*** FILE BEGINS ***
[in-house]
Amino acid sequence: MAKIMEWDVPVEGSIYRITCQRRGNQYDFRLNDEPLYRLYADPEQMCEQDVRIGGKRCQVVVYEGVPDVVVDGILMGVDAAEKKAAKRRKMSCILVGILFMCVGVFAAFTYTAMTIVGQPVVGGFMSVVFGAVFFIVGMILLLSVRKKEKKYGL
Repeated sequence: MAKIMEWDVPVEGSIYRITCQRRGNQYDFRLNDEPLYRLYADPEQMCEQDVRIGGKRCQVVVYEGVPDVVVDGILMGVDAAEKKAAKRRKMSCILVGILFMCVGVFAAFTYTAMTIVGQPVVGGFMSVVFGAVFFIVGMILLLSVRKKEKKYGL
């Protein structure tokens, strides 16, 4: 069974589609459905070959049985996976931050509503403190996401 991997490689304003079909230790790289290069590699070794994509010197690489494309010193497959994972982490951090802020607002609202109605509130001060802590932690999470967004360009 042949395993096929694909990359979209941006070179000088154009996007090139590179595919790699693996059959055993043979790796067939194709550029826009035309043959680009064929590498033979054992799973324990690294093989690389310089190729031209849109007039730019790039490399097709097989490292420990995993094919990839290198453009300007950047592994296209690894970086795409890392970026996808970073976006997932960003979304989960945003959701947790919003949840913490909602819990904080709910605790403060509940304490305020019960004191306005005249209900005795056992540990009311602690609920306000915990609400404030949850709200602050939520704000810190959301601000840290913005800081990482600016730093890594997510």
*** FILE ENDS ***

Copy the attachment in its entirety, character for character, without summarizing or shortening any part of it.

[in-house]
Amino acid sequence: MAKIMEWDVPVEGSIYRITCQRRGNQYDFRLNDEPLYRLYADPEQMCEQDVRIGGKRCQVVVYEGVPDVVVDGILMGVDAAEKKAAKRRKMSCILVGILFMCVGVFAAFTYTAMTIVGQPVVGGFMSVVFGAVFFIVGMILLLSVRKKEKKYGL
Repeated sequence: MAKIMEWDVPVEGSIYRITCQRRGNQYDFRLNDEPLYRLYADPEQMCEQDVRIGGKRCQVVVYEGVPDVVVDGILMGVDAAEKKAAKRRKMSCILVGILFMCVGVFAAFTYTAMTIVGQPVVGGFMSVVFGAVFFIVGMILLLSVRKKEKKYGL
């Protein structure tokens, strides 16, 4: 069974589609459905070959049985996976931050509503403190996401 991997490689304003079909230790790289290069590699070794994509010197690489494309010193497959994972982490951090802020607002609202109605509130001060802590932690999470967004360009 042949395993096929694909990359979209941006070179000088154009996007090139590179595919790699693996059959055993043979790796067939194709550029826009035309043959680009064929590498033979054992799973324990690294093989690389310089190729031209849109007039730019790039490399097709097989490292420990995993094919990839290198453009300007950047592994296209690894970086795409890392970026996808970073976006997932960003979304989960945003959701947790919003949840913490909602819990904080709910605790403060509940304490305020019960004191306005005249209900005795056992540990009311602690609920306000915990609400404030949850709200602050939520704000810190959301601000840290913005800081990482600016730093890594997510």